The lack of ruins along the Sierra Madre de Chiapas chain (with the lone exception of Iglesia Vieja near Tonala) and the Sierra that bisects Guatemala, would suggest that area being a wilderness.

That is one connotation of the word 'desierto'.

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In the process of making a list of the geographic features mentioned in the Book of Mormon I was intrigued by the word wilderness. After looking up its meaning in various dictionaries I found it interesting that the primary meaning is always given as uninhabited or undeveloped with desert listed as secondary yet the Spanish translation of the Book of Mormon translates the word as desert rather than silvestre which means wild or unpopulated. Does this reflect the mindset of members of the Church in Utah and the presence of so many deserts in the western U.S.?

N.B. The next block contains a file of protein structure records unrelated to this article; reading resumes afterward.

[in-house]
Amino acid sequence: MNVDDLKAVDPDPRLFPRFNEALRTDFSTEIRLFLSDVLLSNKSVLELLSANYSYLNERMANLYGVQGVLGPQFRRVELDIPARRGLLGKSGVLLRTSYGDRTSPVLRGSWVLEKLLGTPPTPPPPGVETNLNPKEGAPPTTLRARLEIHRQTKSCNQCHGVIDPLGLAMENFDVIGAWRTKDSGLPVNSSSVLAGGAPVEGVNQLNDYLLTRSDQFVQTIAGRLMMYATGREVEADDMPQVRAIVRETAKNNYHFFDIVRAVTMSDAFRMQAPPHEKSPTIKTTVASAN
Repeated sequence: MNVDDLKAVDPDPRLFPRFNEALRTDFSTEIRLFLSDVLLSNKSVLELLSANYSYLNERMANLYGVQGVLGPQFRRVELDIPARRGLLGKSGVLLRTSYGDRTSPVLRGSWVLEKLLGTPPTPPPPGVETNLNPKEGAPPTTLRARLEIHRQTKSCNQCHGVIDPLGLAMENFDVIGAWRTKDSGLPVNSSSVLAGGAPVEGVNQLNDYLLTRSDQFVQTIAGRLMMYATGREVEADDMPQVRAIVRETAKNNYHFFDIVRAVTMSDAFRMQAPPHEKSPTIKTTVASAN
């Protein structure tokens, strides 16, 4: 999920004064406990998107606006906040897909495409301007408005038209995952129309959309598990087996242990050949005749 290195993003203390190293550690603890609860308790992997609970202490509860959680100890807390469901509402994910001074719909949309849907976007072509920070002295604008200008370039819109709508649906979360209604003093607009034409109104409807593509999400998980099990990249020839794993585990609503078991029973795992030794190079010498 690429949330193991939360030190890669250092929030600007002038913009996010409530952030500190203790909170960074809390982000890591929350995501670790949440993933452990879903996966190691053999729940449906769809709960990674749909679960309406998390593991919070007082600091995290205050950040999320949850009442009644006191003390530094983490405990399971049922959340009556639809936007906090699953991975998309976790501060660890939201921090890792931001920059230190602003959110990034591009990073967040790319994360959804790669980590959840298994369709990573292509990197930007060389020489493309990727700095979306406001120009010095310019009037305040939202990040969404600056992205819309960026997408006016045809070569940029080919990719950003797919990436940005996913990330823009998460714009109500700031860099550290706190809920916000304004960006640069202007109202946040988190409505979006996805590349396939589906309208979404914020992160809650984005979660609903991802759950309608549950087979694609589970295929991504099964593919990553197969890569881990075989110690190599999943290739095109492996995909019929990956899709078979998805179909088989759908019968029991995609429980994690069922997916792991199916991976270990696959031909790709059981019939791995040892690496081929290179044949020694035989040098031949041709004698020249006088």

Larry P

More than likely Larry. Even though JS grew up in the dense woods and mountains and never saw one.

BTW cool petroglyph avatar. Looks Hawaiian.

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BTW cool petroglyph avatar. Looks Hawaiian.

Southwest indian. Kokopelli a fertility god but thought to be based on traders from Mexico bring trade goods to the southwest.

Larry P

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1 Nephi chapter two gives some indication that "wilderness" is a translation of at least two different words: